Editor’s note: Simply put, rocks are the new dogs. To meet the needs of this growing population of pet parents, we are switching our focus to become THE source for all things rock related. Rockster will deliver the latest care info from experts in the mineralogy field, the best training advice from leading rock behaviorists, and the most helpful tips from our team of rock lovers, who will help you navigate life with a not-so-furry friend. Also look for inspiring stories of rock rescue and adoption, as well as profiles of Rockster Heroes. And be sure to create a page in our Community area — we want to see your pets, pebbles and boulders alike! We hope you enjoy Rockster. — Pamela Mitchell, Senior Rockster Editor
My pup, Riggins, loves the dog park. So it made perfect sense that when I added a sweet pet rock named Fuzzy to our family that he should enjoy some off-leash time with his friends, too. Unfortunately, my community has yet to realize that rocks need their own designated space. Until this happens, Fuzzy has to share with his doggie friends.
Thankfully, like most rocks, Fuzzy is so well behaved and amazingly tolerant of other pets that he doesn’t mind being placed into the chaos that exists at some dog parks. Although, it is because of his well-mannered personality that I have to be extra careful and watch out for him.
With that in mind, I put together these tips for helping your rock enjoy a trip to the dog park. I hope you will get your rock out and about, too!
It’s important that all of your kids, no matter the species, make it to the park safely. I’m sure you already have car seats for your human children and car restraints for your pups, but what about your rock? There hasn’t been much research done on the safest way for someone like Fuzzy to travel. He tends to slip out of seat belts, and the harnesses currently available on the market just don’t fit his cute tubby body.
For Fuzzy’s safety and the safety of my other passengers, he gets to ride in a small animal crate in the way-back of my car. He loves it back there and feels like he is one of the gang, snuggled safely between the toys and hiking gear!
Poor Fuzzy has had the unfortunate experience of being mistaken for a park rock. Of course the difference between him and his non-pet relatives is obvious to us humans, but to the pups wandering around, it can be a bit confusing. Usually, this misunderstanding is harmless, but every now and then a male dog comes around and marks Fuzzy! Once marked, it becomes a free for all, and poor Fuzzy has to endure a half dozen dudes peeing all over him, one after the other, unless I get to him first.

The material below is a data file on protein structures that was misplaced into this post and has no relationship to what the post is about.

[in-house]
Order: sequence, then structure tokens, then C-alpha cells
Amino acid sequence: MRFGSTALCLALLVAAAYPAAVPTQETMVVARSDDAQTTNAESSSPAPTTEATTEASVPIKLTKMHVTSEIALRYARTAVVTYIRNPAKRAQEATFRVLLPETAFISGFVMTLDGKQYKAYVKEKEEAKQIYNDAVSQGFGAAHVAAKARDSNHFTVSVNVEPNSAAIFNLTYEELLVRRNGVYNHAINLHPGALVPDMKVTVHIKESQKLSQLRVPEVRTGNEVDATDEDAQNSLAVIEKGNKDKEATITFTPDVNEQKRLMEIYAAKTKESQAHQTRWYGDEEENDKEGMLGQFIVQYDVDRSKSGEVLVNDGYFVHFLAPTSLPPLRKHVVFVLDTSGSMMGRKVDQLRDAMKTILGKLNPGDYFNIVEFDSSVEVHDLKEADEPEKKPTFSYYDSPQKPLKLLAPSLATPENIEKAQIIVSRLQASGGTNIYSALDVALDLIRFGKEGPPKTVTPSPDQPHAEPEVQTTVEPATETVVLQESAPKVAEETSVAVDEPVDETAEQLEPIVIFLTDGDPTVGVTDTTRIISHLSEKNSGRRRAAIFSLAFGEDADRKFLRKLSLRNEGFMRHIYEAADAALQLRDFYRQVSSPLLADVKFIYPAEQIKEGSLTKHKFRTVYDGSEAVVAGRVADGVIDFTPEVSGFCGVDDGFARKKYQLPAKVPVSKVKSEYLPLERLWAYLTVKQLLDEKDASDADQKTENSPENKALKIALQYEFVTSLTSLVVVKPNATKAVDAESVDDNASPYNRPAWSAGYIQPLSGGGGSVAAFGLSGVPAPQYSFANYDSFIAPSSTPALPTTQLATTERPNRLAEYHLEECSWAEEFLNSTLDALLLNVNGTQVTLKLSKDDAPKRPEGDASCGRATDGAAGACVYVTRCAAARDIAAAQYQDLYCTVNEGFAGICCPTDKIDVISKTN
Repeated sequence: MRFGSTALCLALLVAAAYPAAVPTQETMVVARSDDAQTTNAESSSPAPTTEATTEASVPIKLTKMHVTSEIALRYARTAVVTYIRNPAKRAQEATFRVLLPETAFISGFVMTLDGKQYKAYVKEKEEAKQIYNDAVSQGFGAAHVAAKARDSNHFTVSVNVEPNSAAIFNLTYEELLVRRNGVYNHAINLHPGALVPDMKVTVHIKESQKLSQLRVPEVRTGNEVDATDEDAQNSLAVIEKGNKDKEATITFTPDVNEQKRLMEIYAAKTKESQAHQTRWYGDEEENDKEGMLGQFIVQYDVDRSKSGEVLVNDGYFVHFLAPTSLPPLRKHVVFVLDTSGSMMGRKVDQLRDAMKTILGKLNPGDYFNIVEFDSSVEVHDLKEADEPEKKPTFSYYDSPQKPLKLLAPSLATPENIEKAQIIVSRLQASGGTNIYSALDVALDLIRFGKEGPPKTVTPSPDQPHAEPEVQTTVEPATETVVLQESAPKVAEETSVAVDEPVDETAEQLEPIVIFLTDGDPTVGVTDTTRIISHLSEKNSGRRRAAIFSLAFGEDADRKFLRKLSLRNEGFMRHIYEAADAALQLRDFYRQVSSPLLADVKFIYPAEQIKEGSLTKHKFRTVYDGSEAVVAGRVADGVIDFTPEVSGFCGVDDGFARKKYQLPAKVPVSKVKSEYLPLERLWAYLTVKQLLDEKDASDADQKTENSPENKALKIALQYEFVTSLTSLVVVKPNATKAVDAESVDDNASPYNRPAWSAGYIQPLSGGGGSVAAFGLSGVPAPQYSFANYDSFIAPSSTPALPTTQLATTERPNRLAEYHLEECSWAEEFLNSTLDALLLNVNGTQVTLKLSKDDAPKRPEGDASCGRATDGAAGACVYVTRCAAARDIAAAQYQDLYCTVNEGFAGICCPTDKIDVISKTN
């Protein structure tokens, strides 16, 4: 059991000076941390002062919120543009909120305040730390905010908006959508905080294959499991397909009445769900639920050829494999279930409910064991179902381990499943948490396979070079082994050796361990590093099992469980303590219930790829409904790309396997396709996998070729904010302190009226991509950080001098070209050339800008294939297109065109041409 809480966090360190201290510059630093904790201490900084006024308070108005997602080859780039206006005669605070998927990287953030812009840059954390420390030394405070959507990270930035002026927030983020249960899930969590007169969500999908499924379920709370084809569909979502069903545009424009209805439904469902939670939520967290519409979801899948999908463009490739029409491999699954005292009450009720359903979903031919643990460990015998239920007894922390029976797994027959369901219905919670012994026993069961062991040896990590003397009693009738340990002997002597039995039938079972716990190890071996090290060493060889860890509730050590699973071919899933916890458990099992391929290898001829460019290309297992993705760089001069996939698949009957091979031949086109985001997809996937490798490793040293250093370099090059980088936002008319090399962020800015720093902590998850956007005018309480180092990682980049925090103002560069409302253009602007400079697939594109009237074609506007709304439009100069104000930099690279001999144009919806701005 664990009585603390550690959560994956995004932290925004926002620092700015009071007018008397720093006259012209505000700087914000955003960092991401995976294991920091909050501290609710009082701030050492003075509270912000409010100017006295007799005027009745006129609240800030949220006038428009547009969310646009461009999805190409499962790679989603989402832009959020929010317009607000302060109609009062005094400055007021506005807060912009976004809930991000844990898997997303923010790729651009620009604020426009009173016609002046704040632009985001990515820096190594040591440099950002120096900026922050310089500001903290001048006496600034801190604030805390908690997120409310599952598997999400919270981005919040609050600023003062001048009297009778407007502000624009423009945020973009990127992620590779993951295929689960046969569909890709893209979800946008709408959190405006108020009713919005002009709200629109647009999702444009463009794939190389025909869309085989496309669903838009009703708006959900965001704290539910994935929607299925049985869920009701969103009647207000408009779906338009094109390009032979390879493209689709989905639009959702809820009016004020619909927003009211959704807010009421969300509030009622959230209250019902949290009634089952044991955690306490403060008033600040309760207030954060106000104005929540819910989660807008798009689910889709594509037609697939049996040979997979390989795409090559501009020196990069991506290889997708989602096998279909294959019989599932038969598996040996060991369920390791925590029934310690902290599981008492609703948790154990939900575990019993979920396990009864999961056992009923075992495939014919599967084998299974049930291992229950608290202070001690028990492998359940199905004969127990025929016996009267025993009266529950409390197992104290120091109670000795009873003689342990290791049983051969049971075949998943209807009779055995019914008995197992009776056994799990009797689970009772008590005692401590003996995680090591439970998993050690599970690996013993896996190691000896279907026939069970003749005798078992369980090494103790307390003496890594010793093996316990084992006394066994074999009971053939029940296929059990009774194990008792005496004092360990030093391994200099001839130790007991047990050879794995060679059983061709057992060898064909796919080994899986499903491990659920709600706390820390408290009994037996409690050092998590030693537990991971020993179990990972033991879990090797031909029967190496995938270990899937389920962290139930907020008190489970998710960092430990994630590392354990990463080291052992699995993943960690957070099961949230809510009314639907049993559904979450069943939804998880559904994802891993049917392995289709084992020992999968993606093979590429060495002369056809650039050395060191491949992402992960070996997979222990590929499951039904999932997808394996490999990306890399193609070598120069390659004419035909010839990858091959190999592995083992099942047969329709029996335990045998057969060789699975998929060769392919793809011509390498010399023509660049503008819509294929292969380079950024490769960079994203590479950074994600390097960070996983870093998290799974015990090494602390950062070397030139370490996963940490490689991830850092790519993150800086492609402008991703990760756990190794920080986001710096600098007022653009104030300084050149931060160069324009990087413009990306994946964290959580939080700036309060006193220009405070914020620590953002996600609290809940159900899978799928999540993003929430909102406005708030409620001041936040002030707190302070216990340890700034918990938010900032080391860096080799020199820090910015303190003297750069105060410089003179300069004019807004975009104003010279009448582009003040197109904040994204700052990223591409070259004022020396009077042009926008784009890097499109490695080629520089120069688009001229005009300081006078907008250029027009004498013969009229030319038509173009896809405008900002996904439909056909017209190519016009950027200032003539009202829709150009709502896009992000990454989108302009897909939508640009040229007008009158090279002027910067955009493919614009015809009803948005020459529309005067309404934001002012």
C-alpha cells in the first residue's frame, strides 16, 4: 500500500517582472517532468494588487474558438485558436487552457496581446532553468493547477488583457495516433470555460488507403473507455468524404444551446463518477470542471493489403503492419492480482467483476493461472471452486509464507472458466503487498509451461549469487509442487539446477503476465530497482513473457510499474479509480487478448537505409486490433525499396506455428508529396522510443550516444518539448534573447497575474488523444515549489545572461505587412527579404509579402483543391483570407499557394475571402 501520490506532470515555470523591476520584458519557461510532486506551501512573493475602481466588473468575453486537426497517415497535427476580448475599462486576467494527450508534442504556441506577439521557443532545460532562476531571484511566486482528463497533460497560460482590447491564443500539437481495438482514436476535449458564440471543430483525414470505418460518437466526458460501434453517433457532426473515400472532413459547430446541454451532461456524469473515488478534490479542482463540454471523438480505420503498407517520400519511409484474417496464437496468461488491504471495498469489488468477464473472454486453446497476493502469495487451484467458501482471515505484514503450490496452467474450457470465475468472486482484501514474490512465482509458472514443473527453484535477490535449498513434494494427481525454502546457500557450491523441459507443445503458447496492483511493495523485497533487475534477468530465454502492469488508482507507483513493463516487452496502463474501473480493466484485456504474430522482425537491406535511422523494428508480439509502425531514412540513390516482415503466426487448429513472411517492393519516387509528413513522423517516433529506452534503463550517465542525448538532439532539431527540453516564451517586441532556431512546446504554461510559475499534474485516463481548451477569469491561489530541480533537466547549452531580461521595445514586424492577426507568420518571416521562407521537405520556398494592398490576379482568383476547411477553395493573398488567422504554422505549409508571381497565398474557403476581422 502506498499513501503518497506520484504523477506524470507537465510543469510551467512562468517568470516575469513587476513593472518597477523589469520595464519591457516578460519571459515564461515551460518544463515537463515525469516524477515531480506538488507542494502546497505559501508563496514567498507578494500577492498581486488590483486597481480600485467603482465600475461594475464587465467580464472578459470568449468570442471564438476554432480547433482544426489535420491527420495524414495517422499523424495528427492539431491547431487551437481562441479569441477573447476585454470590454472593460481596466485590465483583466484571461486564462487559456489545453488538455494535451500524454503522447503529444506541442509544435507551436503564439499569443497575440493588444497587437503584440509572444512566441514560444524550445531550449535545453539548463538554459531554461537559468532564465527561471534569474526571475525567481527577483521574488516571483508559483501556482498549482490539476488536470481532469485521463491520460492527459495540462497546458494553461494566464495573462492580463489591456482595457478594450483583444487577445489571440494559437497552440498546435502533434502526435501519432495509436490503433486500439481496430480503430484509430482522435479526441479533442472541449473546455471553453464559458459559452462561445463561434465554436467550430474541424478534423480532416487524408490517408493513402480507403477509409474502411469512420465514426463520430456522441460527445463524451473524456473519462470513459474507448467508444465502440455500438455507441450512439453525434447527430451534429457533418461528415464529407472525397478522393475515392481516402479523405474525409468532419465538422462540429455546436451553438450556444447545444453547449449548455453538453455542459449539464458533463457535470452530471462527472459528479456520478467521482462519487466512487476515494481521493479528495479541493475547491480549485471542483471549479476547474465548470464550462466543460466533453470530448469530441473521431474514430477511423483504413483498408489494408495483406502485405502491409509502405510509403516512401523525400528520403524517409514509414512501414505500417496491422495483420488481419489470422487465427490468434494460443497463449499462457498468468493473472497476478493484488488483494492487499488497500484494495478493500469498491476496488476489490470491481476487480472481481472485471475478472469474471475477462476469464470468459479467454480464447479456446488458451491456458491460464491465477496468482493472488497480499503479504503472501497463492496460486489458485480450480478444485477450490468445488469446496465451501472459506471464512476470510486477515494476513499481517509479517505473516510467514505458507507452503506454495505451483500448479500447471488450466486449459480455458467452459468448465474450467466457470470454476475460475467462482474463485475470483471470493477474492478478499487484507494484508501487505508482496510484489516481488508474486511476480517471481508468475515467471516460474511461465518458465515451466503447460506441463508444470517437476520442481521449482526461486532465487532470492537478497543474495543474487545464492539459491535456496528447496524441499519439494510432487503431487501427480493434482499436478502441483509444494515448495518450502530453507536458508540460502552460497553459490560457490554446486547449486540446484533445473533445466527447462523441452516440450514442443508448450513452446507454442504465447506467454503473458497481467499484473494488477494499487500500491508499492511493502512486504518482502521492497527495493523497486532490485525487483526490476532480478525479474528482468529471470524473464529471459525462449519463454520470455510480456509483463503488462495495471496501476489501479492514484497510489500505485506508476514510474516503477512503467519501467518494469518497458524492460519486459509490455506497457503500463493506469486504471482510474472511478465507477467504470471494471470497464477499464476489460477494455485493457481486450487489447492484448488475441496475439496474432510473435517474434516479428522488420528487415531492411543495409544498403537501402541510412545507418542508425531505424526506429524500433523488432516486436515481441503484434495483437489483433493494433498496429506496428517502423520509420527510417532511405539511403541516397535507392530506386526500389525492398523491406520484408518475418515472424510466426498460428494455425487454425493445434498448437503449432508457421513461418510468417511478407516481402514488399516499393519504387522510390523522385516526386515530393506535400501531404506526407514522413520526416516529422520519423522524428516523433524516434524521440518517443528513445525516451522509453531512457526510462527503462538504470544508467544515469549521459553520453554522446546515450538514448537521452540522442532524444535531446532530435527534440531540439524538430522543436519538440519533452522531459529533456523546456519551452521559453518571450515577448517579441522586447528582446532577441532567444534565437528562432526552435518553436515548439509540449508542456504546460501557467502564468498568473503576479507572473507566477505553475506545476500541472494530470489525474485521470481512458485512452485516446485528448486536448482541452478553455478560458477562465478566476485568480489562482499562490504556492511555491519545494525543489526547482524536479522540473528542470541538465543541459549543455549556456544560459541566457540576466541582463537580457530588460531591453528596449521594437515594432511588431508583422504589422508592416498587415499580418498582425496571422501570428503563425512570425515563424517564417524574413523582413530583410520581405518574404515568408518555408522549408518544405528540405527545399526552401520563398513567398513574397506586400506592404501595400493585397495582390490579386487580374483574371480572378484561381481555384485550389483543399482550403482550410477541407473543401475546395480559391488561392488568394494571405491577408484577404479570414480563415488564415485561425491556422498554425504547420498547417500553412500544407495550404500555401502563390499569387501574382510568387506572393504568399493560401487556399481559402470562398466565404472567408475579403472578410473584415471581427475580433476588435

To help keep your rock safe from such disrespectful and impolite behavior, you will need to keep a close eye on him. If you see a male dog sniffing around, it’s best to go over and pick up your rock and remove him from the area.
It was extremely hot in Los Angeles — 90-plus degrees in the middle of March! — during a recent trip to the dog park. That heat is just torture for pups, and most pet parents stay away from the park for the health of their dogs. Although I don’t experience snow in my area, I’m told that dog parks in very cold climates also tend to empty out in harsh weather.
Swings in weather are the perfect time to get your rock out to play! In fact, it’s a time when the rocks can take over the park and socialize freely without being sniffed and peed on by their canine friends.
One more plus is that Fuzzy doesn’t require water! If the water at your local dog park is hard to come by, just too dirty to consume safely or frozen over, it doesn’t matter. Unlike with your pup, there is no need to carry your own water or to head over to the community bowl every few minutes to clean it out and fill it back up.
I’m lucky in that Fuzzy is much too big and hefty (although his doctor assures me his weight is fine for his type) to be mistaken for a ball. Some of Fuzzy’s more petite friends have been less fortunate. Be sure to keep a sharp eye on any small round rocks. Although, if a dog does sniff around and decide a pet rock is something to grab in his mouth and play with, it’s more likely that the dog will be hurt than your little rock darling.
We all know that heated arguments can happen between well-meaning owners at a dog park. Energetic play between two pups can escalate to a rumble, leaving the parents to throw around insults and accusations. No matter what happens, DO NOT use your adorable rock as a weapon. Just because he is handy, hard, and easy to chuck, that doesn’t mean it’s fair to involve him. There is nothing scarier to a rock than being hurled at someone. It’s unsafe for your pet and certainly not good for the victim — or your criminal record.
I hope you find these tips helpful. Have lots of park fun with your rock!
Read more about pet rocks on Rockster:
Learn more ways to share dog-centric spaces:
About the author: Wendy Newell is a former VP of Sales turned Grade A Dog Sitter. After years of stress, she decided to leave the world of “always be closing” to one of tail wags and licks. Wendy’s new career keeps her busy hiking, being a dog chauffeur, picking up poo, sacrificing her bed, and other fur-filled activities. Wendy and her dog, Riggins, take their always-changing pack of pups on adventures throughout the Los Angeles area, where they live together in a cozy, happy home. You can learn more about Wendy, Riggins, Fuzzy, and their adventures on Facebook and Instagram.